“Pride And Prejudice” by Jane Austen (1813)

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“It is a truth universally acknowledged, that a single man in possession of a good fortune must be in want of a wife.”

Several years ago, I hefted my way through Jane Eyre which, while turning out to be very much worth it, I described at the time as being the reading equivalent of “eating a whole deer raw with a fish knife”. I’ll stick with that analogy for this one. Pride and Prejudice, for all its fans, was to me like trying to eat a whole deer raw, antlers first, with a plastic picnic knife and one hand tied behind my back. Are you getting the impression I didn’t like it? You’d sort of be right, but not fully. Let me explain after the synopsis.

I’m sure you know the story. This is the tale of Elizabeth Bennet, intelligent second daughter of the Bennet clan, a young woman who is prime meat on the marriage market of Regency England. Her mother, the hypochondriac Mrs Bennet, is distraught that none of her five daughters are yet married, and hopes they soon will be, as the money and estate can’t be passed down through the female line. At yet another ball, Elizabeth meets Mr Darcy, a brooding, unpleasant man who doesn’t seem capable of socialising in any normal way. The two of them turn against one another quite quickly.

But then Darcy reappears and admits that he loves Elizabeth, most ardently. Elizabeth rejects him, thinking him boorish and proud. He respectfully steps back and soon Elizabeth is caught up in the matrimonial dramas of her sisters. But then, upon visiting Darcy’s house of Pemberley, she meets those who know him better and she comes to think that maybe she’s been too hasty with her first impression. If only he could overcome his pride, and she her prejudice, they may yet make for a happy couple.

And if that’s not what happened, then I probably fell asleep for several pages along the way.

What did I like? Well, I didn’t think I much liked any of it while I was halfway through, but in talking to a friend about bits of it, I realised that I do enjoy both Mr and Mrs Bennet and their relationship. He loves and tolerates his wife for all her insecurities and issues as she worries herself silly about her daughters – at one point, when Elizabeth has turned down the proposal of Mr Collins, her mother doesn’t speak to her for a few weeks. I also really enjoy the linguistic sparring of Elizabeth and Darcy, but the scenes are few and far between, and they don’t match Beatrice and Benedick by any means. Elizabeth, nonetheless, is a feisty character, displaying traits that, for the time, may be considered unseemly for a young woman, such as running across country alone to attend to her ill sister, muddying her dress along the route.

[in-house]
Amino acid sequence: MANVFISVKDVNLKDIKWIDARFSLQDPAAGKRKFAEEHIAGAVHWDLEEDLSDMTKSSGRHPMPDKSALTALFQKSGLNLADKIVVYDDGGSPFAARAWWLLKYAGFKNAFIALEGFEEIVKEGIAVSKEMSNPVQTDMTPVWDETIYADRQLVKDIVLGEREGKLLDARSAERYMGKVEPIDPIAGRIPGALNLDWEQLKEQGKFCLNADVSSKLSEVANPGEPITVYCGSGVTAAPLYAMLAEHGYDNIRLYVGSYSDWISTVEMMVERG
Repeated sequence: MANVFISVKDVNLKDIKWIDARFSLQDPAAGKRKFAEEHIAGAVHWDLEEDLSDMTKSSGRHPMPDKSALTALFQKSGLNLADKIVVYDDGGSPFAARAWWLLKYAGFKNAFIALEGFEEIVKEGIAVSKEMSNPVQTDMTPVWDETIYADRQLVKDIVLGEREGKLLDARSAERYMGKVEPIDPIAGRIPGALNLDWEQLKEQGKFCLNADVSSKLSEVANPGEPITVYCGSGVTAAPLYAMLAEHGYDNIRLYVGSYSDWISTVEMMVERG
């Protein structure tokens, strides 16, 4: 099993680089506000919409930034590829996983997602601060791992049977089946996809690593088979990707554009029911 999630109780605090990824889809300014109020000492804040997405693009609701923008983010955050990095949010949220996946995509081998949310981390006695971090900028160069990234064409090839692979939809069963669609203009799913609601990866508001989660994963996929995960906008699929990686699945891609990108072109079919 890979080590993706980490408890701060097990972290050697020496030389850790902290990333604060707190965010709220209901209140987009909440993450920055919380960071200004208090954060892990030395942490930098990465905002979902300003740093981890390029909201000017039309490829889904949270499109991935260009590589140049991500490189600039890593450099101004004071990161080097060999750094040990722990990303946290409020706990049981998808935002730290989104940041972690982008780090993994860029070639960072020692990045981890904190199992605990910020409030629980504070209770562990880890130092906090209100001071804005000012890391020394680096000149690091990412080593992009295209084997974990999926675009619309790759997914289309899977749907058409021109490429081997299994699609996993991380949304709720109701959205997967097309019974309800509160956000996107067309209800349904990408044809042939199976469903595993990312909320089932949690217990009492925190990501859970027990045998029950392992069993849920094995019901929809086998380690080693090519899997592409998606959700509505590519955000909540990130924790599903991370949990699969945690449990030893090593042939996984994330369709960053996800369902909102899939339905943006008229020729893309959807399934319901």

However, my overarching feeling was, “Get on with it, you snobs!” as they all waffled on about who should marry who. I get that there are themes here on whether one should marry for love or money, but they sit slightly submerged between conversations about who’s travelling where, who will be attending each ball, and how much money everyone has. I can see how it was important at the time, and there are some moments that may have even appeared quite daring, such as the youngest daughter, Lydia, eloping against her family’s wishes, but I found little relevance to now, aside from the idea that we shouldn’t judge on first appearances, and that excessive pride is unattractive. I think I’m just underwhelmed because the language is so ornate it was like trying to find a golf ball in a thicket to pick out what was actually going on, and people had really built it up for me. Austen can write, I’m not doubting it, but she’s too florid for my tastes.

Also, at no point does Darcy get wet.

I’m not sorry I read it, I feel it has its place in the canon for a reason, and I’m not calling it a bad book by any means. But I do think it’s overrated, and I’m in no hurry to attend to an adaptation (it’s just been announced that ITV are doing a new one soon). However, the film of Pride and Prejudice and Zombies sits on my desk, so I sense I’ll be returning to a twisted version of this world shortly. Something has to liven it up.

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“While The Light Lasts” by Agatha Christie (1997)

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“The Ford car bumped from rut to rut, and the hot African sun poured down unmercifully.”